Everyone has experienced the results when wood absorbs water and swells (desk and kitchen drawers stick), or when wood loses water and shrinks (tool handles loosen). To become familiar with this relationship between wood and water, consider a piece of wood, or a board, as consisting of many individual cells cemented together. Visualize the piece of wood as a handful of drinking straws. Right after the tree is cut down and processed into lumber, the individual wood cells have their walls saturated with water and their centers are filled with water. The water in the wall is called “bound water,” and the water in the center of the straw is called “free water.” As the wood cell is exposed to relatively dryer air, the free water leaves the cell, but the cell wall stays saturated.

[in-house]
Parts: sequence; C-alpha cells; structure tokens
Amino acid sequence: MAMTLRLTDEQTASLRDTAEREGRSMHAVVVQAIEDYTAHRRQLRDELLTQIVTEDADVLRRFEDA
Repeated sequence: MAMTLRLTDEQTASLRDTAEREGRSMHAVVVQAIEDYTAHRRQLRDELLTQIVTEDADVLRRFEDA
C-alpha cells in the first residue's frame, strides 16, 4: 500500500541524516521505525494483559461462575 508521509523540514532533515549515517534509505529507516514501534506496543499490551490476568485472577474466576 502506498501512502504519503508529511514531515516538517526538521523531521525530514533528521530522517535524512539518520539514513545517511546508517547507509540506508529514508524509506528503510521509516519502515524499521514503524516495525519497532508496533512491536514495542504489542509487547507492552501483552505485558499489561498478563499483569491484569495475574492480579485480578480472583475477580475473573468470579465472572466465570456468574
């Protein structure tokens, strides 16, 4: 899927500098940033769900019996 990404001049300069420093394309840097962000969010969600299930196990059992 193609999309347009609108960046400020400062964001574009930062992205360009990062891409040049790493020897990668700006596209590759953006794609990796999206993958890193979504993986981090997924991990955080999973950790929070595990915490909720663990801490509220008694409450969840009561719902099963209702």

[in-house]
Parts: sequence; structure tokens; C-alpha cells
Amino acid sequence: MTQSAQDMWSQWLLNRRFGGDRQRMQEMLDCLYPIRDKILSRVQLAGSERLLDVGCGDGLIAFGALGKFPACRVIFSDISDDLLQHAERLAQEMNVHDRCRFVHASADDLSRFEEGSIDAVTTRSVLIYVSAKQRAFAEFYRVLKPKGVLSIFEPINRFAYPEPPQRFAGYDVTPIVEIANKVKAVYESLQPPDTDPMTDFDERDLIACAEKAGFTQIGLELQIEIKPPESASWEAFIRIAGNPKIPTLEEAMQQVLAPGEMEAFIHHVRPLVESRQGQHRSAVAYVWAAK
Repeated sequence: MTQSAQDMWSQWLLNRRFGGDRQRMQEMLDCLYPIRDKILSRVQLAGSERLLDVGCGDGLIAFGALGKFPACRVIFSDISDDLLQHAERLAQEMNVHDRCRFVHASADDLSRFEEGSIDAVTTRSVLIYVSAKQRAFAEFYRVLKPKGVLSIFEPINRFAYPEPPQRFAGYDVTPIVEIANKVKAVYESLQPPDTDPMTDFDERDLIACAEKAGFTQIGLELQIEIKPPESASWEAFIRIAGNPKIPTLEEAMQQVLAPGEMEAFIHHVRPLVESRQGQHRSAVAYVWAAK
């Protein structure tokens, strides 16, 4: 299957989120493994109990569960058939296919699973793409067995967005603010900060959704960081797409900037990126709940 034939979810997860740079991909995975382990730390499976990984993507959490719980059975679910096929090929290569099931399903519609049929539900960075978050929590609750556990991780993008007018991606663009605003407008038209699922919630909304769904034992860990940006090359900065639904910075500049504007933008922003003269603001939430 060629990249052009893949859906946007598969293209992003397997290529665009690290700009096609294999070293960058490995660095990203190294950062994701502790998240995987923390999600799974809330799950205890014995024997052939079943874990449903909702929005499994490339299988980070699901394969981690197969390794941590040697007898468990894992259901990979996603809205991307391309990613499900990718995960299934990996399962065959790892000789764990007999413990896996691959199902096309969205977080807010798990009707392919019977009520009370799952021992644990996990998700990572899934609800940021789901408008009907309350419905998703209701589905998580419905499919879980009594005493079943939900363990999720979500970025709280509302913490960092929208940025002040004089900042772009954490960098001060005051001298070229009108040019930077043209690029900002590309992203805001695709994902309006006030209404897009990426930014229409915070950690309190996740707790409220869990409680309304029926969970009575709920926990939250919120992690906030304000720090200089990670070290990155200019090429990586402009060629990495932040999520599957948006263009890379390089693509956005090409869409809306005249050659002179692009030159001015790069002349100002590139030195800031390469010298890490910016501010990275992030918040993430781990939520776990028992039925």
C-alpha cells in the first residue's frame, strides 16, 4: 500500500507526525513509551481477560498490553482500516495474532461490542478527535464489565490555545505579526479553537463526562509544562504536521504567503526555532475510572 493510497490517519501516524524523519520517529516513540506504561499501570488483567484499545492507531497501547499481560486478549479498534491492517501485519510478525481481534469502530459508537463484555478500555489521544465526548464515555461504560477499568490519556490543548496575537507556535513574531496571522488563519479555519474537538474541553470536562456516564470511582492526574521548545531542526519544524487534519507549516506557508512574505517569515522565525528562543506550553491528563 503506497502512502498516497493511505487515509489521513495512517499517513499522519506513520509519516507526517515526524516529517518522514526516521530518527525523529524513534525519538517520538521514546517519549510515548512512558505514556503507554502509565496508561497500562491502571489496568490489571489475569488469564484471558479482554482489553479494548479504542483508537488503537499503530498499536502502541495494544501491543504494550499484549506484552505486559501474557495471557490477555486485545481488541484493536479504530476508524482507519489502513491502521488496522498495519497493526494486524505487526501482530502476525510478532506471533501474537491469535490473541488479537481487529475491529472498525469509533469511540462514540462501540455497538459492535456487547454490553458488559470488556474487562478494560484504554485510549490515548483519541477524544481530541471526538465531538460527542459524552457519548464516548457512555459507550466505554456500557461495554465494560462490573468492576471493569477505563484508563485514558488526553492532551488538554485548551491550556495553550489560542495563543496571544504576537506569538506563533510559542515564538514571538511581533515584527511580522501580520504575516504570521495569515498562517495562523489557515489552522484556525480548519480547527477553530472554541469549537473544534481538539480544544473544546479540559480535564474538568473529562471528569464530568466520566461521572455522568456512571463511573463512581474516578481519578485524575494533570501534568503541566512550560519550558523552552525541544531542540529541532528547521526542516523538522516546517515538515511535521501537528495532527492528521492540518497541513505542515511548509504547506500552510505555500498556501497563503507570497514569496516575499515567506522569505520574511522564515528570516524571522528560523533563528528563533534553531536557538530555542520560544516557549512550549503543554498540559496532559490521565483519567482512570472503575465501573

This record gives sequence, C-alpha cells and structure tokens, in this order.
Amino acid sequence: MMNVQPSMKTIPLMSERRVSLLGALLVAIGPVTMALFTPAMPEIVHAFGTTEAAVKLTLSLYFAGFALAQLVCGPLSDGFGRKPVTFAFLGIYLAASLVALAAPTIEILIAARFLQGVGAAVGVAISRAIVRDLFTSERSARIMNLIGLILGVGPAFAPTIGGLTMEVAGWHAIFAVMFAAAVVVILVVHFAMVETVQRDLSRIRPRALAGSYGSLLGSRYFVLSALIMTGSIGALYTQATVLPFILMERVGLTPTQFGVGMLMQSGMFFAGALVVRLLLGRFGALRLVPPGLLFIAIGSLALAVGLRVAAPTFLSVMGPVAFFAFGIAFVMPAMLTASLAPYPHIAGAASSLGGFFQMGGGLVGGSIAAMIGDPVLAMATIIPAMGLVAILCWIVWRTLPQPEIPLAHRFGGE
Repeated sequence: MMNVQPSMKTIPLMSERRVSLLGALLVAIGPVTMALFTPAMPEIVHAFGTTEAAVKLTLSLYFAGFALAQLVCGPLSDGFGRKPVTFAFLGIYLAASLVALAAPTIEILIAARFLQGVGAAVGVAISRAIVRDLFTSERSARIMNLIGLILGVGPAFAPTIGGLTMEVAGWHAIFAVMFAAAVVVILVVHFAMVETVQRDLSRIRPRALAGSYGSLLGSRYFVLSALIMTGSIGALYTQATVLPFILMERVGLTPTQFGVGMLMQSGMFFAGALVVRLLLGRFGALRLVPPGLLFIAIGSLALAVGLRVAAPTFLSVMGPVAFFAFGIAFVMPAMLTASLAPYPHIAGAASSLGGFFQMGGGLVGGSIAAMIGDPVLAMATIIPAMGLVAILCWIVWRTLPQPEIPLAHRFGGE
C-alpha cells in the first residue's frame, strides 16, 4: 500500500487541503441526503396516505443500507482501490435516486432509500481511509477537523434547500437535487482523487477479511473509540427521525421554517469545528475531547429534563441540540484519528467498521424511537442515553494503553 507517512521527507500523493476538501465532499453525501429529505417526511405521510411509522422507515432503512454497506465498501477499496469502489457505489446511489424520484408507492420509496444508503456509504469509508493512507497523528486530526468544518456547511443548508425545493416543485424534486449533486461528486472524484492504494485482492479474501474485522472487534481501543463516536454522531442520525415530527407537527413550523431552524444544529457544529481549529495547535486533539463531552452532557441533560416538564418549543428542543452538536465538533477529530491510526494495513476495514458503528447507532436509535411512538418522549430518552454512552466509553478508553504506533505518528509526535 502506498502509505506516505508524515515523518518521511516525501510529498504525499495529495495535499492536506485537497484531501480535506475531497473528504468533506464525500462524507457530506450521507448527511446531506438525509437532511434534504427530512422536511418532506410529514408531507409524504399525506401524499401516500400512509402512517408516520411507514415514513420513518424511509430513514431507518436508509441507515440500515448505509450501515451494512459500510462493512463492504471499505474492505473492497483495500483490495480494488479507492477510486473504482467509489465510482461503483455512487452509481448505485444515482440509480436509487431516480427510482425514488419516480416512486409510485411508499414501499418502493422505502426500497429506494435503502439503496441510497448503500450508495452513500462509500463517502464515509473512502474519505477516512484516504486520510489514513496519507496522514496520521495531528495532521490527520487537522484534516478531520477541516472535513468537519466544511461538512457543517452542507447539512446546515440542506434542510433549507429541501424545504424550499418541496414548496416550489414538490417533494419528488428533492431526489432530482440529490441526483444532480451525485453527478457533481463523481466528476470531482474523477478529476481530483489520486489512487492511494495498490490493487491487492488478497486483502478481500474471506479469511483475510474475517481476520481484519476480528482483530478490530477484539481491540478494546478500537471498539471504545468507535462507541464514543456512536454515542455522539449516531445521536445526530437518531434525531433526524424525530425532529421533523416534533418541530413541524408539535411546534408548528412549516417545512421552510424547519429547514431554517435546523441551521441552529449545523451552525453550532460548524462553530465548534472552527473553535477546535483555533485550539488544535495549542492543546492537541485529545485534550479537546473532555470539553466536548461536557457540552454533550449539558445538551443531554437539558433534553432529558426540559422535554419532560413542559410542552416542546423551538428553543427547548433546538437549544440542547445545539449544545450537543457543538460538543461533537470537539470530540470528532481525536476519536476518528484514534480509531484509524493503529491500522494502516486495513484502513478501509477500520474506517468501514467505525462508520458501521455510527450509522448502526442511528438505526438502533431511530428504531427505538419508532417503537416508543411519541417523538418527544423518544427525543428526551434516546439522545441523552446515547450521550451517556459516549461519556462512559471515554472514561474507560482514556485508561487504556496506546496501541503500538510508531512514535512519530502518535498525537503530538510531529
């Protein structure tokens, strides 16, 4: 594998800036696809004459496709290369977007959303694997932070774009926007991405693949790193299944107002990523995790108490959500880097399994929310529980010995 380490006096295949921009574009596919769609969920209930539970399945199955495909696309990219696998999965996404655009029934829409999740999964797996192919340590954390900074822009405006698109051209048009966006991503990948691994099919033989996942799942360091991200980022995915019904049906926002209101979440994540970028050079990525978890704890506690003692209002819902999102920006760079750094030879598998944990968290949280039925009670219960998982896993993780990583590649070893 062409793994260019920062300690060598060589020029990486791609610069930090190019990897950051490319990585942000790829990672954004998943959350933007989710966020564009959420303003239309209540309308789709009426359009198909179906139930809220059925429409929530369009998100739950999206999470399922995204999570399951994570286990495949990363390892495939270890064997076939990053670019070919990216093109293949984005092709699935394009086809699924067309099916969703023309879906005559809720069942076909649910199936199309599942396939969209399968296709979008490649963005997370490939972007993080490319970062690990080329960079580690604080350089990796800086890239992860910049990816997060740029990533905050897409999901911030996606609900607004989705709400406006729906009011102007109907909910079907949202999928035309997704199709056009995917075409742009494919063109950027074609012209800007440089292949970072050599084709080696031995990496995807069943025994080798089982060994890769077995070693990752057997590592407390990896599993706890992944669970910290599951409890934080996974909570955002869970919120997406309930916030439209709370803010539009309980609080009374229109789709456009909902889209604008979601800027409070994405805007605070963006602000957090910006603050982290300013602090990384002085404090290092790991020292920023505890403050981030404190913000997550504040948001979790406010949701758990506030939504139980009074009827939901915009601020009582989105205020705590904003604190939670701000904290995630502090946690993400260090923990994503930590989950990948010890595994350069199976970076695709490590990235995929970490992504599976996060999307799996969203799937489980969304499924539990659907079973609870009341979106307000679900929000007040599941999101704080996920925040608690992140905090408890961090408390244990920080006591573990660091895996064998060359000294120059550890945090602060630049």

As long as the cell walls remain saturated the piece of wood will not change in shape, i.e., it will not shrink or swell. But, when the wood loses all of its free water, the bound water in the cell wall starts to evaporate. This is a critical point and is given the name "fiber saturation point" (FSP), i.e., all of the free water has evaporated, but all of the bound water is still present. Now as water continues to evaporate from the cell wall, the piece of wood begins to change dimensions; it shrinks. Wood will continue to lose water from the cell walls until it reaches equilibrium with the surrounding air. Wood technologists call this point the "equilibrium moisture content" (EMC) for the wood. Remember, that the piece of wood continued to shrink as bound water was removed below the FSP.